• Patients having autoimmune diseases, like type 1 diabetes or Graves’ disease

Addison’s Disease Diagnosis

The diagnosis of Addison’s disease is based on the clinical presentation and some of the investigations.

  • Complete history collection and physical examination − Physical examination must be done. Dark patches on the skin give a clue to consider testing for Addison’s disease.

  • Serum electrolyte levels − Shows increased levels of potassium and decreased levels of sodium

  • Blood tests − These are done to measure the levels of sodium, potassium, cortisol, and ACTH in the blood.

  • ACTH stimulation test − In these tests, the adrenal glands’ response after giving a shot of artificial ACTH is seen. If the adrenal glands produce low levels of cortisol after the shot, they may not be functioning properly.

  • X-rays − Done to look for calcium deposits on the adrenal glands.

  • Computed tomography (CT scan) − CT scan is done to evaluate the adrenals and/or pituitary gland. It can show any damage to the adrenal glands by the immune system and also shows signs of infection if the glands are infected.

Addison’s Disease Treatment

The main treatment of Addison’s disease includes −

  • Replacement of the cortisol by giving Hydrocortisone pills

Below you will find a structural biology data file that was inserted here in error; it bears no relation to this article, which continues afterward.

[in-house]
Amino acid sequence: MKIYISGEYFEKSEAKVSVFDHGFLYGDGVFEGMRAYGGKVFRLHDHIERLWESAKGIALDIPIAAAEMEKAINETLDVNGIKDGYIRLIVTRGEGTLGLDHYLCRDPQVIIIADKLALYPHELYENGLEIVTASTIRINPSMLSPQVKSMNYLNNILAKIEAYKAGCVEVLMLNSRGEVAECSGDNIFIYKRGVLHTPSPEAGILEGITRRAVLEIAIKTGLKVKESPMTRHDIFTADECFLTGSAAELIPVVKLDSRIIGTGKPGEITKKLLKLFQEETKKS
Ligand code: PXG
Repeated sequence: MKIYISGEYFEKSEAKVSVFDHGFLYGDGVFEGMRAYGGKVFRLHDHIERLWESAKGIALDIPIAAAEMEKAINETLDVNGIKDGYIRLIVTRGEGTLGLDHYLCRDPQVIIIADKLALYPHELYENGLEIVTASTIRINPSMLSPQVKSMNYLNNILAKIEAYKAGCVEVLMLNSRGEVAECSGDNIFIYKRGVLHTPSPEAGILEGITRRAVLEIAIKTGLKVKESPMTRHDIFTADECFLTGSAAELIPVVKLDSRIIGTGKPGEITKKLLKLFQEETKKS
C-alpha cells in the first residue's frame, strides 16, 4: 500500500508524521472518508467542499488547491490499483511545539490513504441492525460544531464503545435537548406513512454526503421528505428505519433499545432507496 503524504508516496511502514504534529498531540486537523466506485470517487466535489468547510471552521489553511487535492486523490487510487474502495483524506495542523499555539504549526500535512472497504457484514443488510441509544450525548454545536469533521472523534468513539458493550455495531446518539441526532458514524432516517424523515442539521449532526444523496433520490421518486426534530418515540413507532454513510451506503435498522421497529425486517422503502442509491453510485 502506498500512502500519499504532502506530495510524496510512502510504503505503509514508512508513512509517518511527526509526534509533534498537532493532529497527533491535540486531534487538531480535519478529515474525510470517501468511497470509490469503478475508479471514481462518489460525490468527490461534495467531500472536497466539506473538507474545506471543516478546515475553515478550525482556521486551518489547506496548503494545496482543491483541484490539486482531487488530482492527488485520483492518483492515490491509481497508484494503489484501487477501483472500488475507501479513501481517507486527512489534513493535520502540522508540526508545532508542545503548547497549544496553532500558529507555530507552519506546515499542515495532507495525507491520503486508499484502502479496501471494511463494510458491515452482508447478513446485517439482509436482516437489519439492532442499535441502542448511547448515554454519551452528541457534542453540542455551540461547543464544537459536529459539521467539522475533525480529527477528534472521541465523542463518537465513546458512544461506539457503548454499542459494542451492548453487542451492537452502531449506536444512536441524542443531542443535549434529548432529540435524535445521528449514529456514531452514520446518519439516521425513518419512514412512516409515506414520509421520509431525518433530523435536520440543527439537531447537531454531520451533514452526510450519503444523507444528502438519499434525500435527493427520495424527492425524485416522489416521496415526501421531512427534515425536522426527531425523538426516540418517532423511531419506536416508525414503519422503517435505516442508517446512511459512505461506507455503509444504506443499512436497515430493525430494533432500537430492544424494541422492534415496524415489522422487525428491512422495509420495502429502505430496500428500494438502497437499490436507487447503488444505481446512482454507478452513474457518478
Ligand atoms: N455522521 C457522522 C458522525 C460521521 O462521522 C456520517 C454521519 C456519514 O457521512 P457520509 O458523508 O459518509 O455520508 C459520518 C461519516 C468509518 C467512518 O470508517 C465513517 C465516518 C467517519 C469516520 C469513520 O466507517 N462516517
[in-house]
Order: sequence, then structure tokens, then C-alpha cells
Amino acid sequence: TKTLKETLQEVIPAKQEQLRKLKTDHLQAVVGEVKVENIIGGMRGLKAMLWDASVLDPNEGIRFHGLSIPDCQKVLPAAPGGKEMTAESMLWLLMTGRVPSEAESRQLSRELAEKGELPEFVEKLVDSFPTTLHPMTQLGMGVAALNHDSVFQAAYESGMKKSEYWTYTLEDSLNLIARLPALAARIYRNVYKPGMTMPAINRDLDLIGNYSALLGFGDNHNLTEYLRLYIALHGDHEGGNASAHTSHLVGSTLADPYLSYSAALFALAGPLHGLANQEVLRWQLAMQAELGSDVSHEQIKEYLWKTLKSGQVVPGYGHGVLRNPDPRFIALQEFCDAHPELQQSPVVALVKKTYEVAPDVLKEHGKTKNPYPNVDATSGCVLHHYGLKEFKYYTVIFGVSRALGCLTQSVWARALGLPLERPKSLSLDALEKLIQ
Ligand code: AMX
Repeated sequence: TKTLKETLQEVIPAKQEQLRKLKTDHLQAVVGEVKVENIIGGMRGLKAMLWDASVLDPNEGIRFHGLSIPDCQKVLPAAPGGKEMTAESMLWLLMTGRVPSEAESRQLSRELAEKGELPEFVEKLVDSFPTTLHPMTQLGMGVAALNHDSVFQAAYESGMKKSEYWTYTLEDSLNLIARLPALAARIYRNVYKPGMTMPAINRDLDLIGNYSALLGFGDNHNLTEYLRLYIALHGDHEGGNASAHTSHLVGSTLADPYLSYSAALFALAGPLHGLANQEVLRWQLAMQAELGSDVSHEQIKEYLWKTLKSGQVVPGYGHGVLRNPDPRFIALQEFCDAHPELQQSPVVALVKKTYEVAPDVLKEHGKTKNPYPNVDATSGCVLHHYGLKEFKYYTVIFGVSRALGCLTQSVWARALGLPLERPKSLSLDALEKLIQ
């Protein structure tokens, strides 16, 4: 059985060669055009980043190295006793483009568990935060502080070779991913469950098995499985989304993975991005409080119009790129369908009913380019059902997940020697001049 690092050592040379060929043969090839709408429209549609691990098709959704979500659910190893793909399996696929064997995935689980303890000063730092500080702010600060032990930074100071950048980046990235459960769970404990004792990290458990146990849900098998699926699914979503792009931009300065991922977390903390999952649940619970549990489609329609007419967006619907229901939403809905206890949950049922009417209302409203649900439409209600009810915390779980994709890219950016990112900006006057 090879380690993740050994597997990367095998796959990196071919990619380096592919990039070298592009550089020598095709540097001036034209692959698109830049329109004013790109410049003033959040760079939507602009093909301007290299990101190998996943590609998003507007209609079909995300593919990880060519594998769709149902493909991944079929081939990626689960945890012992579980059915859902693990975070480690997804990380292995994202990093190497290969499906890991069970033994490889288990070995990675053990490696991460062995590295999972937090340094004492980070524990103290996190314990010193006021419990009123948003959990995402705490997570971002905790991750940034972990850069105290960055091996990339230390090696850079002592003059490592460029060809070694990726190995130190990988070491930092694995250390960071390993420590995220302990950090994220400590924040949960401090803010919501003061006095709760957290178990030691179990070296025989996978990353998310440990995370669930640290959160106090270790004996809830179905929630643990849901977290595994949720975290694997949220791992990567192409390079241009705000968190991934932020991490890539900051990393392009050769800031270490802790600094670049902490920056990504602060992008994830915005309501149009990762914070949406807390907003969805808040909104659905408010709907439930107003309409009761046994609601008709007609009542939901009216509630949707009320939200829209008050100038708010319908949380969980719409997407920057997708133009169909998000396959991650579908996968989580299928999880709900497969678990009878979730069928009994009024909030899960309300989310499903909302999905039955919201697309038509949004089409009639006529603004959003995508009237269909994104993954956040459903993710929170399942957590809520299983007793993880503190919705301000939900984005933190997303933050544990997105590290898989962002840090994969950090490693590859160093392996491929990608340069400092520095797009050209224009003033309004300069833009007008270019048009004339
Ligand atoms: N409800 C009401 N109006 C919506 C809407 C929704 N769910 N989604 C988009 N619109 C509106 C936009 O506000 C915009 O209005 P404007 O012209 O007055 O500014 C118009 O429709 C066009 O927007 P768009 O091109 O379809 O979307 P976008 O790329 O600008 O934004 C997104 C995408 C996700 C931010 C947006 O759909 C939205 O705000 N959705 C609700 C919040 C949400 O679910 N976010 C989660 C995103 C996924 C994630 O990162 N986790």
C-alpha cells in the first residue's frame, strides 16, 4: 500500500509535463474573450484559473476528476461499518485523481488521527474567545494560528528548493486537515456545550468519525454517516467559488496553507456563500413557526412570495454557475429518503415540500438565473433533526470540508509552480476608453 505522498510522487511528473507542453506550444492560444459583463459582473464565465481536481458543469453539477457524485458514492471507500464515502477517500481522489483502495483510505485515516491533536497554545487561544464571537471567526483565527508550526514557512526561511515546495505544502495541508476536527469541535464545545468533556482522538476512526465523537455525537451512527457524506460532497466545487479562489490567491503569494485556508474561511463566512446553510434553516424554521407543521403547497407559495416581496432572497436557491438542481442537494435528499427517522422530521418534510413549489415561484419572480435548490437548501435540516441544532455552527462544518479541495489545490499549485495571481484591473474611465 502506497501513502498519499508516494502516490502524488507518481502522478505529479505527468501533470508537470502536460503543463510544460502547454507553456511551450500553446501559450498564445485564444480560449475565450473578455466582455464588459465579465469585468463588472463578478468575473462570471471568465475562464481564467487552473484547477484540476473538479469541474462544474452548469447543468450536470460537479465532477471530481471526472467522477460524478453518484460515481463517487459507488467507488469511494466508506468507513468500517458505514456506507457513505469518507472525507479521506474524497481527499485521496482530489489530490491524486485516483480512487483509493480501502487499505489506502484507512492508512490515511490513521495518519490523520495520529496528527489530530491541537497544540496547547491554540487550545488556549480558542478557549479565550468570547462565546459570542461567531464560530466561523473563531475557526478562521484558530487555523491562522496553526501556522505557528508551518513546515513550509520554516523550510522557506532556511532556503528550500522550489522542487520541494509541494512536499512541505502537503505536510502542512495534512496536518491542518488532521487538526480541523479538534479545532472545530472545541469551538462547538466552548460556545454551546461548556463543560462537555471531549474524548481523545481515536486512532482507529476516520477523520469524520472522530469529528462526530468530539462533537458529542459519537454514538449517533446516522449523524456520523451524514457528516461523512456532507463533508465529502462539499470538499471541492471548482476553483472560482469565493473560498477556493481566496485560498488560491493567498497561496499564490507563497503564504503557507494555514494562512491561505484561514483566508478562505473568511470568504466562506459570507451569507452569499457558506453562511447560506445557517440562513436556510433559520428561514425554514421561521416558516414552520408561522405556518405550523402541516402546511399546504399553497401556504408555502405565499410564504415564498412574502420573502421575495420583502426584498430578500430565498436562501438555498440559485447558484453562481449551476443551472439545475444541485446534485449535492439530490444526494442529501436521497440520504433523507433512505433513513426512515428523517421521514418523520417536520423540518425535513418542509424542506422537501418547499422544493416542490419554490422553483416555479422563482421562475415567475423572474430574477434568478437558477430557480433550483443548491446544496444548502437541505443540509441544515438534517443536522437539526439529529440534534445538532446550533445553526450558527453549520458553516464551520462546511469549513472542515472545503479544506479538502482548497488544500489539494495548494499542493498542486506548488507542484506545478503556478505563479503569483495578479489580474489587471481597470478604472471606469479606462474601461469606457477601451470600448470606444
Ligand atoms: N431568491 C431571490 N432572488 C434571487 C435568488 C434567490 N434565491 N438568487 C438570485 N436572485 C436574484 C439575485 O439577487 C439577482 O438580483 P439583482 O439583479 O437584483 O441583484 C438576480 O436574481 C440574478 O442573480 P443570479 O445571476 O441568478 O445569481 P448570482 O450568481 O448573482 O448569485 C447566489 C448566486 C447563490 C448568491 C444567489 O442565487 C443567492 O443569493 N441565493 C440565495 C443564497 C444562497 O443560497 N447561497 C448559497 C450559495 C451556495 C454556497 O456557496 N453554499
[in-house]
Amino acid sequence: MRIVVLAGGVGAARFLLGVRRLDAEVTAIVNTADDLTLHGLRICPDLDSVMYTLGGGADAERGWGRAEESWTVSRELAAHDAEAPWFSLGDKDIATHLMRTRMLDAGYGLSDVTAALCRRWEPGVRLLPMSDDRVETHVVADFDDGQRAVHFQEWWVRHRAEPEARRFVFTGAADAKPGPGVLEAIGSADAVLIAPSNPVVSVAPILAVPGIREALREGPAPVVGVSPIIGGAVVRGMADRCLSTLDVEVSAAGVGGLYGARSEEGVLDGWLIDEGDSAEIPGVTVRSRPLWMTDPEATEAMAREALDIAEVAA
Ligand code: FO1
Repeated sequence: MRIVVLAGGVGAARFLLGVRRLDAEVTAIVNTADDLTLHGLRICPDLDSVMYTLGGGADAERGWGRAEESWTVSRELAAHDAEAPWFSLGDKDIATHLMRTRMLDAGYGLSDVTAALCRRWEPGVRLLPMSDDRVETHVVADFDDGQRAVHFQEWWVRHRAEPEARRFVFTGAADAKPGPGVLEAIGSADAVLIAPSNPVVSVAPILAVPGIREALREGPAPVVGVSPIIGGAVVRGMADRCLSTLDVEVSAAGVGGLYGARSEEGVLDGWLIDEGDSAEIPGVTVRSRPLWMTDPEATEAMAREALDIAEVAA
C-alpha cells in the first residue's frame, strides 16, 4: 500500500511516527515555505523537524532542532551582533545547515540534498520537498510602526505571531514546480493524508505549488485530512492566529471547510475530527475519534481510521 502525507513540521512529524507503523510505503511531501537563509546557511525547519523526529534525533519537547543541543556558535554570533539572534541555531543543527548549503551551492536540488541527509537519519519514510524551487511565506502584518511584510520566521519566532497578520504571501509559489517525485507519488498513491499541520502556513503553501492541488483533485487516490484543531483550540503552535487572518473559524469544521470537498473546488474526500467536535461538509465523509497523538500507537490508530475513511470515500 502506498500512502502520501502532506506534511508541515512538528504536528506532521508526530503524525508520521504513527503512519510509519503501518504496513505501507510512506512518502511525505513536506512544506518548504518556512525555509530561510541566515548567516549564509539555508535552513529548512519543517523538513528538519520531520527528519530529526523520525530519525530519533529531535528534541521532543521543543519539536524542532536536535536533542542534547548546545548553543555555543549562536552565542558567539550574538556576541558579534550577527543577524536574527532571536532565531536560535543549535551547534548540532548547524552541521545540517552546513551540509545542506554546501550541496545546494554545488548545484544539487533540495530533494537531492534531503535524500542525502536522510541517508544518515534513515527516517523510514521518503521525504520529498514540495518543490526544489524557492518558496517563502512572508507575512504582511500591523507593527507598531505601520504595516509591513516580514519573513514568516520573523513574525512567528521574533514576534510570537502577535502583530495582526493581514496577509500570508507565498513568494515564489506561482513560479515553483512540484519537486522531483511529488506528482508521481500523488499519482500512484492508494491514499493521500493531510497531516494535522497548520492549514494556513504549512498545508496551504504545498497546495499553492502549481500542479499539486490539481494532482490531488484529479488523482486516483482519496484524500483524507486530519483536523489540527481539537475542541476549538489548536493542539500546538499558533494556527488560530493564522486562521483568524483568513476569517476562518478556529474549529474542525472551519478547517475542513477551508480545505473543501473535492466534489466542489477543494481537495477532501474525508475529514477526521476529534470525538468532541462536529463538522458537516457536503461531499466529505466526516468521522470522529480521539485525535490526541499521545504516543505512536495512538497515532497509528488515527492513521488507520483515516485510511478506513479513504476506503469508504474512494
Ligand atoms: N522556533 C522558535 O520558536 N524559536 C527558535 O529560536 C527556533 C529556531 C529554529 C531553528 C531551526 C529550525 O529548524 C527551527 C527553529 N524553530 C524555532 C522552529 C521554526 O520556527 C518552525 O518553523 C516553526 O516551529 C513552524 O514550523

• If the patient has lesser aldosterone, then fludrocortisone acetate pills should be given. If patients are taking fludrocortisone acetate, they need to increase salt intake, especially in hot and humid weather and after exercise. In emergencies and during surgery, the medicine is given intravenously

  • Monitor BP and weight

  • Every 2hr postprandial glucose test should be performed

  • Sodium chloride is given intravenously to increase sodium levels

  • Insulin is given if necessary

  • Ant-vomiting injection as tolerated by the patient

  • Provide high-calorie snacks and finger foods

  • Daily weight should be checked

  • Patient should be monitored frequently for dysrhythmias

  • Nutritional supplements

Addison’s Disease Prevention

There are no methods found to prevent Addison’s disease. But Addison’s crisis should be prevented by early diagnosis of the condition and treating it when a patient presents with minimal symptoms.


Addison’s disease is a rare but severe condition affecting all age group people. In this, the adrenal gland fails to produce enough hormones mainly cortisol and aldosterone. These hormones are required for the body to handle stress and maintain blood pressure. Hence when these are produced in fewer amounts it presents various symptoms. It is mainly an autoimmune disease in which the body’s immune system reacts against its own tissue. It can also be caused by infections, and tumors affecting the adrenal gland.

The patient present with various symptoms mentioned above. The symptoms develop over a longer duration. If the condition is left untreated for a longer duration the patient goes into Addison’s crisis which is life-threatening. Hence it should be prevented by on-time treatment with supplementing of the hormones. Hydrocortisone is given to replace the cortisol and fludrocortisone acetate is given to replace the aldosterone levels.

Dr. Durgesh Kumar Sinha
Dr. Durgesh Kumar Sinha